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C7 ZR1 Heat Issues Thread - Let's get into this!

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C7 ZR1 Heat Issues Thread - Let's get into this!

Old 09-22-2018, 12:38 AM
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Default C7 ZR1 Heat Issues Thread - Let's get into this!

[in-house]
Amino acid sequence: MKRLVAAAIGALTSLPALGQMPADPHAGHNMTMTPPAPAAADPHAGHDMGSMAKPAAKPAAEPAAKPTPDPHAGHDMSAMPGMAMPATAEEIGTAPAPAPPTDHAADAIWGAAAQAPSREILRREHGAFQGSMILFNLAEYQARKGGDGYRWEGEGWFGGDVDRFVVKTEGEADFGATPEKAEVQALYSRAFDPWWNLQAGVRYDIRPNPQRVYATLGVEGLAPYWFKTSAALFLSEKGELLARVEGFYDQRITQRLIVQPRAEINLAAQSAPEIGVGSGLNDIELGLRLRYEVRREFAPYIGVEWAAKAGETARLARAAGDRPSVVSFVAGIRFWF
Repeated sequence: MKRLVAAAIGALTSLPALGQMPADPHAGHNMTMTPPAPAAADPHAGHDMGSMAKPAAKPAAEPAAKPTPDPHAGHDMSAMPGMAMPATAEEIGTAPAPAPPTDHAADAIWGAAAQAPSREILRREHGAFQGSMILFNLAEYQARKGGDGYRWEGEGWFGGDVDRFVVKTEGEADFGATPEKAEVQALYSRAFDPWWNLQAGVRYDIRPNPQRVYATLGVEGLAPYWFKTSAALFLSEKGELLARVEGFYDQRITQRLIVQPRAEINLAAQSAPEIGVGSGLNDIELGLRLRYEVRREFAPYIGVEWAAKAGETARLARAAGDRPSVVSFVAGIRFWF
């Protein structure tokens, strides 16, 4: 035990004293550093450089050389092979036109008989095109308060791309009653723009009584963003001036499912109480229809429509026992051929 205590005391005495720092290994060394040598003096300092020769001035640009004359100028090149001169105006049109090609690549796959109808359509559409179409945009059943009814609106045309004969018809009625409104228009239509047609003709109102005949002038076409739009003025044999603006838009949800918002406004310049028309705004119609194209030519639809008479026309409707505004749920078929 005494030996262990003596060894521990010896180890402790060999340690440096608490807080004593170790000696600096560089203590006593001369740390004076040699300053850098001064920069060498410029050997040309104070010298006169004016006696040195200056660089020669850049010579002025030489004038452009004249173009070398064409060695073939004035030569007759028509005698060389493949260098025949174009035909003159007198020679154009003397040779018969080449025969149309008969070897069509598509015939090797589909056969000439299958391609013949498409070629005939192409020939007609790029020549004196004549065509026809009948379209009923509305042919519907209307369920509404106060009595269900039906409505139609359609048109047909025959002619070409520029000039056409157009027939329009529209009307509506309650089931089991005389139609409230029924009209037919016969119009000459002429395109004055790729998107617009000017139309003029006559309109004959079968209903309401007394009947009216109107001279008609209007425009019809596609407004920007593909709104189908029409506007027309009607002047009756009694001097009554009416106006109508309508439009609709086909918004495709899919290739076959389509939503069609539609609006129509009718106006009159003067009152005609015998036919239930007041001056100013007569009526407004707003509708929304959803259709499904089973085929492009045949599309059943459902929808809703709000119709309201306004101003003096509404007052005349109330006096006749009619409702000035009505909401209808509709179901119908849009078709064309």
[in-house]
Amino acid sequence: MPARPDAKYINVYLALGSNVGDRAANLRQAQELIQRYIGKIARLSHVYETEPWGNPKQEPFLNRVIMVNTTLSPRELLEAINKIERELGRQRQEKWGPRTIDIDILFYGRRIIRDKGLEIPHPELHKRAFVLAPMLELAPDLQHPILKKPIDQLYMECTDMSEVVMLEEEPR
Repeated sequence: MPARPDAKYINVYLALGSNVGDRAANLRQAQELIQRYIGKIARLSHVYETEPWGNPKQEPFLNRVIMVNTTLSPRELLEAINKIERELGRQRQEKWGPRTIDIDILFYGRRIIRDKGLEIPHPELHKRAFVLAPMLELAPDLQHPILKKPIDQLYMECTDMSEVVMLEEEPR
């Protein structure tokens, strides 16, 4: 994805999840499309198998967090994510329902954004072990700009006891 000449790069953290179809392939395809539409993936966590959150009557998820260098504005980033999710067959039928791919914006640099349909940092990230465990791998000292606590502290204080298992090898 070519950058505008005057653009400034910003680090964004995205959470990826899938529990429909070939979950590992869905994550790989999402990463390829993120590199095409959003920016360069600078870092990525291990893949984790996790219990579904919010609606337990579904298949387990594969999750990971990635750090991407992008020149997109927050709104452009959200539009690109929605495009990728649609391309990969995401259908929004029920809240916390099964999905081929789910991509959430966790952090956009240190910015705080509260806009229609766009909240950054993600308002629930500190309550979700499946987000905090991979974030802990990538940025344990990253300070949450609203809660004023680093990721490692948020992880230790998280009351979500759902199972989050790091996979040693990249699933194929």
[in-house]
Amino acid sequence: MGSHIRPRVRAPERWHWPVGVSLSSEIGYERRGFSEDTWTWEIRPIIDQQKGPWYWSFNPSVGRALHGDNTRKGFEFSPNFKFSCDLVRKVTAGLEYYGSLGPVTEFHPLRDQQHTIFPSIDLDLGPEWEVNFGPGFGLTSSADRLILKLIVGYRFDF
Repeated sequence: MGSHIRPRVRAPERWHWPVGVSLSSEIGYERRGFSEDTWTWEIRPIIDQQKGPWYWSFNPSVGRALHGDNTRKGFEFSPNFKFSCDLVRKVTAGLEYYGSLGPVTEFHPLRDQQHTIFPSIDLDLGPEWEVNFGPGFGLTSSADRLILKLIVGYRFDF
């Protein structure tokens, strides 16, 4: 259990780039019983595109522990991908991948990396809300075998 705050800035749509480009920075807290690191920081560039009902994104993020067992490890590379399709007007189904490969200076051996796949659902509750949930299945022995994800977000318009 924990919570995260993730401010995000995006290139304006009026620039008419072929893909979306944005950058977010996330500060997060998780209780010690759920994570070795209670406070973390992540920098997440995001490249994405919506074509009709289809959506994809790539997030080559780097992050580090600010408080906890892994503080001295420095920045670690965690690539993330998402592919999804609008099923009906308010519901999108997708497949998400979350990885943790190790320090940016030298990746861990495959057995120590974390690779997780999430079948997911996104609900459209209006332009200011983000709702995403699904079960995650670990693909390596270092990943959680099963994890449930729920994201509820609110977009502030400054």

So, as a lot of you have seen and even apparently Randy Probst said, the C7 ZR1's (esp autos) still have heat problems! The triple radiators, triple heat exchangers, and double hx pumps are certainly a vast improvement over the previous LT4, but this car is still hot and the auto transmissions are even more problematic on the road courses it seems. I noticed very early in ownership that the LT5 Supercharger although massive, gets hot and stays HOTTER... up to TWO HOURS after! The high strung LT4 made 10 PSI of boost and churned out 650HP, while the LT5 moves 52% more air per revolution, makes 6 PSI more boost, and that equates to an extra 105 HP. There are a few different reasons for this and having taken more Physics and Thermodynamics in college than I would've liked at the time LOL, you'll learn there are three types of heat transfer - Conduction, Convection, and Radiation. The most simplistic ways to relate this to modern day application is cooking. You have boiling on a stove top which is Conduction, standard oven cooking which is Convection, and lastly the microwave oven with Radiation. I'll start by discussing the combustion engine and then delve into the application of each in the automotive industry.